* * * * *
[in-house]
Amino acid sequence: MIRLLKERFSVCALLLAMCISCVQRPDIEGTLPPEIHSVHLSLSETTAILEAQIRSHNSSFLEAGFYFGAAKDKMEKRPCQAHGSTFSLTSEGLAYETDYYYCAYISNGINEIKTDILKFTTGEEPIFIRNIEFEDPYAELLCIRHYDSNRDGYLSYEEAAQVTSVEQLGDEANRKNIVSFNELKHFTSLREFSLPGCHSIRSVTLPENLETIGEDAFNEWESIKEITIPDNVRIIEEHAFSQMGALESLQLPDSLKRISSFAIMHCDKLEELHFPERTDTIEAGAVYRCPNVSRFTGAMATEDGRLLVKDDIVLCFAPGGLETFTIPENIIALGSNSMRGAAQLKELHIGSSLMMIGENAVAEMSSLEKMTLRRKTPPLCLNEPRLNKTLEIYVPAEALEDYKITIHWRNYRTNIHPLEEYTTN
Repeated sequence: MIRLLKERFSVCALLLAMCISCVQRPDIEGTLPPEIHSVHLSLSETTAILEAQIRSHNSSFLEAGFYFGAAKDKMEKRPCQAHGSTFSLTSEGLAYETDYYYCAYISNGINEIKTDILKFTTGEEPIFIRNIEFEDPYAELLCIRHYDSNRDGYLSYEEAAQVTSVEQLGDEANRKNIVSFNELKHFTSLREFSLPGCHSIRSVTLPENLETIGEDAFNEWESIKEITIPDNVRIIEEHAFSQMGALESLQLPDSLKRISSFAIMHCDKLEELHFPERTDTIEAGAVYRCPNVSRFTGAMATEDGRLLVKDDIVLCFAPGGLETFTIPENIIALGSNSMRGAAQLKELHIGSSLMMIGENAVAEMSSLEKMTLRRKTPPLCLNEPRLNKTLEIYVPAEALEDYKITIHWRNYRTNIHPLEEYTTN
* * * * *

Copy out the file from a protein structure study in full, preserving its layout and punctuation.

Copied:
[in-house]
Amino acid sequence: MIRLLKERFSVCALLLAMCISCVQRPDIEGTLPPEIHSVHLSLSETTAILEAQIRSHNSSFLEAGFYFGAAKDKMEKRPCQAHGSTFSLTSEGLAYETDYYYCAYISNGINEIKTDILKFTTGEEPIFIRNIEFEDPYAELLCIRHYDSNRDGYLSYEEAAQVTSVEQLGDEANRKNIVSFNELKHFTSLREFSLPGCHSIRSVTLPENLETIGEDAFNEWESIKEITIPDNVRIIEEHAFSQMGALESLQLPDSLKRISSFAIMHCDKLEELHFPERTDTIEAGAVYRCPNVSRFTGAMATEDGRLLVKDDIVLCFAPGGLETFTIPENIIALGSNSMRGAAQLKELHIGSSLMMIGENAVAEMSSLEKMTLRRKTPPLCLNEPRLNKTLEIYVPAEALEDYKITIHWRNYRTNIHPLEEYTTN
Repeated sequence: MIRLLKERFSVCALLLAMCISCVQRPDIEGTLPPEIHSVHLSLSETTAILEAQIRSHNSSFLEAGFYFGAAKDKMEKRPCQAHGSTFSLTSEGLAYETDYYYCAYISNGINEIKTDILKFTTGEEPIFIRNIEFEDPYAELLCIRHYDSNRDGYLSYEEAAQVTSVEQLGDEANRKNIVSFNELKHFTSLREFSLPGCHSIRSVTLPENLETIGEDAFNEWESIKEITIPDNVRIIEEHAFSQMGALESLQLPDSLKRISSFAIMHCDKLEELHFPERTDTIEAGAVYRCPNVSRFTGAMATEDGRLLVKDDIVLCFAPGGLETFTIPENIIALGSNSMRGAAQLKELHIGSSLMMIGENAVAEMSSLEKMTLRRKTPPLCLNEPRLNKTLEIYVPAEALEDYKITIHWRNYRTNIHPLEEYTTN